Google Lighthouse: What Is It & How to Use It?

As a site owner, you would have tried various tools to improve your site’s performance and ranking. You may have conducted multiple audit checks that focused on content type, keywords, and so on. But what if you were told that there is a tool that allows you to see your site in the same way that Google does? Meet Google’s most effective tool—Lighthouse.

If you are unfamiliar with this tool, or have never used it, here are some things you should know.

What is Google Lighthouse? 

Google Lighthouse can help you improve the website’s responsiveness, performance, speed, and overall experience. The reports generated by this tool can help you identify the areas in which your website needs the most fixing. 

Since it is a Google tool, it is one of the finest and most reliable ways to figure out how Google perceives your page. Recently, Google introduced Core Web Vitals signals. Use the Googel Lighthouse tool in conjunction with Core Web Vitals to gain a better understanding of your page’s performance.

You can run this tool in one of these ways.

  • Chrome Developer Tools
  • A Chrome extension
  • A Node module
  • A Web User Interface (UI)

Core Web Vitals 

Core Web vitals include certain aspects that Google thinks is important for improving the user experience on your Web page. It consists of three key components:

  • Largest Contentful Paint (LCP): 

It analyses how long your page takes to load from the user’s standpoint.

  • Cumulative Layout Shift (CLS):

It measures page stability. If the CLS score is high, it indicates that the elements on your page move a lot while loading.

  • First Input Delay (FID):

It measures the time the user takes to interact with your page. Interaction includes clicking links, scrolling down the page, and so on.

What to check with Google Lighthouse?

Google Lighthouse is the ideal tool to measure your site’s Core Web Vitals. It performs a site audit and reviews the responsiveness of your website by taking into account the average user’s device and Internet connection speed. The report generated by this tool gives you an idea of where better user experience needs to be created.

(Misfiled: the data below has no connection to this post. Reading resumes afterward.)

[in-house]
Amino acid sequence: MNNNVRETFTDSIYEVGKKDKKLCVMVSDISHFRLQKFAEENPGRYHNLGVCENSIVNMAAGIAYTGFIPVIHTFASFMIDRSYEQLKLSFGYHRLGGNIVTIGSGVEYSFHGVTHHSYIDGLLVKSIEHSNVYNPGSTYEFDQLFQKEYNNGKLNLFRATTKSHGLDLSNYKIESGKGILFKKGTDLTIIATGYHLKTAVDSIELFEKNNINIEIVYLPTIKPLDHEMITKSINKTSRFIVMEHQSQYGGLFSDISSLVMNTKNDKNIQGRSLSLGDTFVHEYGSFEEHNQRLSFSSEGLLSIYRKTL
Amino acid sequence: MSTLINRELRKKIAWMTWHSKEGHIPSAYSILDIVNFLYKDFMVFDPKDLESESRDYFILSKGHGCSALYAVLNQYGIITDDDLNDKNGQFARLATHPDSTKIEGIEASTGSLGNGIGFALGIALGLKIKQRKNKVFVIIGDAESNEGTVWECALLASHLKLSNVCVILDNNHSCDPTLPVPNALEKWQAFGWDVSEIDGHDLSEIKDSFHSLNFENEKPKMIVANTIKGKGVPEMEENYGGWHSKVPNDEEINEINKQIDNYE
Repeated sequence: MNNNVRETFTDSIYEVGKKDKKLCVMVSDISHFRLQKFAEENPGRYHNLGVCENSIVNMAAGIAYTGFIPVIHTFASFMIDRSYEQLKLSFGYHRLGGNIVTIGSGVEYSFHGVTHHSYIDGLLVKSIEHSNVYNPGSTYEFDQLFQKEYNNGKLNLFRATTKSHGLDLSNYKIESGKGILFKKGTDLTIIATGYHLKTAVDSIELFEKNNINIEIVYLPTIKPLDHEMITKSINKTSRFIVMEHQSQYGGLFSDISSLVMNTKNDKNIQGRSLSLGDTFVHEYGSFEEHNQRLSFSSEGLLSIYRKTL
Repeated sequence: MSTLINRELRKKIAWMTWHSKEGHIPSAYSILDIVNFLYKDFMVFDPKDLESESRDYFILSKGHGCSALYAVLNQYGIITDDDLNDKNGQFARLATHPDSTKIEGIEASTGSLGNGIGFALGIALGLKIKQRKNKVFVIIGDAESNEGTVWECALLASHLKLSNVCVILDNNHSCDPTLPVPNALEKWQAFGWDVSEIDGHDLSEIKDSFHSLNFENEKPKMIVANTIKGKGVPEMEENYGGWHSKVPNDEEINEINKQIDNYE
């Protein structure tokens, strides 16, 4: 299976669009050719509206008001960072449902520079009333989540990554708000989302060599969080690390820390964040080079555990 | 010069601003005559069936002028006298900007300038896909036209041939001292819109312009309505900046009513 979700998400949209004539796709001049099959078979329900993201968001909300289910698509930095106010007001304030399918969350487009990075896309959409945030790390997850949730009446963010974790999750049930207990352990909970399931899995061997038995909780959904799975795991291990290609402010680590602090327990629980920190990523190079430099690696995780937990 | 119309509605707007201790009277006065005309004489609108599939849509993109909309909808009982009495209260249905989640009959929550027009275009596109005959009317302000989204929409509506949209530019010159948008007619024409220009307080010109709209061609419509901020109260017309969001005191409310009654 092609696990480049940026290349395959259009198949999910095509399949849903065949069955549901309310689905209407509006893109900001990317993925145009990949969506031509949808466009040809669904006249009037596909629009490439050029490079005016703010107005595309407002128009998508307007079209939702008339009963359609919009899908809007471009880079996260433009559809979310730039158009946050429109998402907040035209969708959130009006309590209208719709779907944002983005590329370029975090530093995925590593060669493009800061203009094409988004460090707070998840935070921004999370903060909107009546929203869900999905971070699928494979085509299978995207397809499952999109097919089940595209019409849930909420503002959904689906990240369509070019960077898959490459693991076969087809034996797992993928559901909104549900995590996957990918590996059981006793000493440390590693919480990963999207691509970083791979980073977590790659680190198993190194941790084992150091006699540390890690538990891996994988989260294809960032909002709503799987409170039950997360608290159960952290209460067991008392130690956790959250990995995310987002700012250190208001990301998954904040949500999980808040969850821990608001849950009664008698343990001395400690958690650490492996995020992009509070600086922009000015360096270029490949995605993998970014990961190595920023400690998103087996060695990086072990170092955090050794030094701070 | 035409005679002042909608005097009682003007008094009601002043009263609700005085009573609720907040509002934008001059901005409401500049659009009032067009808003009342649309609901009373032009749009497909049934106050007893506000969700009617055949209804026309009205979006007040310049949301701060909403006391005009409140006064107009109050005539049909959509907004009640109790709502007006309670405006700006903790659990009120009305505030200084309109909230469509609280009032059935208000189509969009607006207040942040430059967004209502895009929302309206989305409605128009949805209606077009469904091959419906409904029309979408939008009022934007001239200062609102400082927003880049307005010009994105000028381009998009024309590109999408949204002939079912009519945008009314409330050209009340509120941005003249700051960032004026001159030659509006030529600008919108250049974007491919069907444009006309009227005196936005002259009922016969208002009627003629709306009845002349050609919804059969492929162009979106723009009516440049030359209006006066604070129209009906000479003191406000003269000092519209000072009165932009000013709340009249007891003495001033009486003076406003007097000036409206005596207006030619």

Using Google Lighthouse

Using Google Lighthouse is not difficult. This tool is available in three distinct workflows:

Chrome Developer tools 

Here’s how you can use Google Lighthouse in Chrome Developer Tools.

  • Install Google Chrome. Always remember that the Lighthouse function is exclusively for desktop computers and not for smartphones.
  • Next, open Google Chrome and go to the page on your site that needs to be audited.
  • Click the right button on the mouse and select Inspect from the menu.
  • Clicking Inspect displays a panel at the bottom of the page. Click the Lighthouse icon on the toolbar of the panel. If you are having trouble finding this tool, simply click the two arrows at the bottom of the toolbar.
  • The panel takes you to the Google Lighthouse tool. There, you can click Generate Report. 

Here are the three basic steps you may follow to make it easier for you to access the Google Lighthouse Tool.

  • In the address bar of the Google Chrome browser, right-click the three vertical dots to assess the menu. 
  • From the menu displayed, select  ‘More Tools.’
  • Then select ‘Developer Tools.’

Chrome Extension 

  • Download Google Chrome and go to the Google Chrome Web Store.
  • Download the Google Lighthouse extension from the Web Store and install it.
  • Once the installation is complete, restart the browser.
  • Click the Google Lighthouse icon which has appeared on the address bar.
  • Select ‘Generate Report’ from the menu displayed.

Following the report generation, you can plan the strategy for improving the performance of the Web page.

Lighthouse vs PageSpeed Insights 

The key difference between Google’s PageSpeed Insights and Google Lighthouse is the data they use to evaluate page performance. Lighthouse evaluates a page’s user-friendliness by utilising only the lab data. On the other hand, the reports generated by PageSpeed Insights are based on real-world data from lab and the Chrome User Experience report.